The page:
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We can also solve the equations analytically. The general solution is complicated, so it is helpful to look at specific cases. For example, if we are interested in the transit effect and wish to neglect the linear effect, we can make the assumptions , L<<.
The density-matrix equations with and L neglected compared to .
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The solution of the approximate equations substituted into the expression for optical rotation.
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Optical rotation written in terms of the ground-state saturation parameter , the dimensionless Larmor frequency x=L/, and the dimensionless detuning y=/:
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Again neglect compared to .
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The analytic result, even neglecting the linear effect, is still fairly complicated. We can examine this result in several ways. First, we look at the limit of low light power.
Expand the optical rotation signal to first order in saturation parameter.
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We see that the optical rotation is linear in the saturation parameter to lowest order. (We have neglected the linear magneto-optical rotation, which is zeroth order in the saturation parameter.) The magnetic-field dependence is a dispersive Lorentzian of width , and the optical detuning dependence is the square of a Lorentzian of width . The latter dependence results from the fact that both optical pumping and probing have Lorentzian dependencies on light detuning.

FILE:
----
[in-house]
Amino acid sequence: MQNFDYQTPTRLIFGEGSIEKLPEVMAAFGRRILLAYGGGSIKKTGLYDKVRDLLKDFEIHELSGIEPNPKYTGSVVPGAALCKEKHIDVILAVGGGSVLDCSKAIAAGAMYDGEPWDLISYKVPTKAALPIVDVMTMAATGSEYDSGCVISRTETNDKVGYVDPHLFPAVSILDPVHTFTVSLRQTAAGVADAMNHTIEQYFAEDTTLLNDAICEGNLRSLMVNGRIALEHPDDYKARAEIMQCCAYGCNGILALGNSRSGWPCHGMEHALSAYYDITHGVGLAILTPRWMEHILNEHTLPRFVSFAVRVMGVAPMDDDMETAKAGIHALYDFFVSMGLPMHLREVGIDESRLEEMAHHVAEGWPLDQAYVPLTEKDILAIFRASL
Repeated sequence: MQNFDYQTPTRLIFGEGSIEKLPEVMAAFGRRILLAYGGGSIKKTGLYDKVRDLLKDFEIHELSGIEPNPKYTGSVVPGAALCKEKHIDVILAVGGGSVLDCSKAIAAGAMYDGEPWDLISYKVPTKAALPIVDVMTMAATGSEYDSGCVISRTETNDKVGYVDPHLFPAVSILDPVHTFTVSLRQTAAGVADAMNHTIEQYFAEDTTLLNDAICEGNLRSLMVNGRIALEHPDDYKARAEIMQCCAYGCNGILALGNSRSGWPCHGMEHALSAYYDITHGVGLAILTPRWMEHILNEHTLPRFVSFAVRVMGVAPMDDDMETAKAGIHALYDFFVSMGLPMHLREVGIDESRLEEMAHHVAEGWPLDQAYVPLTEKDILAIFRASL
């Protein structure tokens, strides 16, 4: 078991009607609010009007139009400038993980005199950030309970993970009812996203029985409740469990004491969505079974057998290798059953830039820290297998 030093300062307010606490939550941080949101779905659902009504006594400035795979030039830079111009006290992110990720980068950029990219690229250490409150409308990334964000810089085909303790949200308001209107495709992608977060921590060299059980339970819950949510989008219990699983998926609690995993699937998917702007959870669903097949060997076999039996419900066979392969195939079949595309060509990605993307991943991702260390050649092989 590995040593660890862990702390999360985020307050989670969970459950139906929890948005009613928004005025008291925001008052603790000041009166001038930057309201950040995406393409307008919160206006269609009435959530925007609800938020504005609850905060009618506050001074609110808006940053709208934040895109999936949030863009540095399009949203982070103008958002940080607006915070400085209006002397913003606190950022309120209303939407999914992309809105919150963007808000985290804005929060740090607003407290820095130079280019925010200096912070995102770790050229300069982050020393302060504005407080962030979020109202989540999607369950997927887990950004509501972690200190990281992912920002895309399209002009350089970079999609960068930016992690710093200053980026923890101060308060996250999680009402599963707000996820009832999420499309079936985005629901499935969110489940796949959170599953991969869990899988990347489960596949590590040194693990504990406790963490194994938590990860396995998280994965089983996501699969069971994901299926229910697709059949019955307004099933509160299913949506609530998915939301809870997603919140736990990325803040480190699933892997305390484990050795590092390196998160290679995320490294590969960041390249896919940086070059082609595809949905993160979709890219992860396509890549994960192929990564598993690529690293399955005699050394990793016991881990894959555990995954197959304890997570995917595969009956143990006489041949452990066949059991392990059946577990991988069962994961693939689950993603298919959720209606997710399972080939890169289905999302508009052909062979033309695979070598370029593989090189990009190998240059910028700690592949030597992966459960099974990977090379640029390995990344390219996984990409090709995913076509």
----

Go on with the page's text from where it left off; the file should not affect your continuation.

We can also set the detuning to zero and analyze the dependence of the magnetic-field resonance on the saturation parameter and branching ratio.
Set detuning to zero.
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We see that the magnetic-field dependence remains a dispersive Lorentzian for any value of the saturation parameter and branching ratio (note that this approximation breaks down when the saturation parameter is large enough that the power-broadened width approaches ). We can find the width, height, and small-field slope of this Lorentzian.
Solve for the magnetic fields corresponding to the maxima in the optical rotation signal.
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The full width of the dispersive resonance.
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The width takes a simple form when the branching ratio from the upper state goes to zero.
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The peak-to-peak height of the dispersive resonance.
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The small-field slope.
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Plot the width, height, and slope for two values of the branching ratio.
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For the best magnetometric sensitivity, one needs to maximize the slope of the signal. We find that the saturation parameter should be on the order of unity for the best sensitivity.
Find the maximum of the slope with respect to .
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Plot as a function of branching ratio.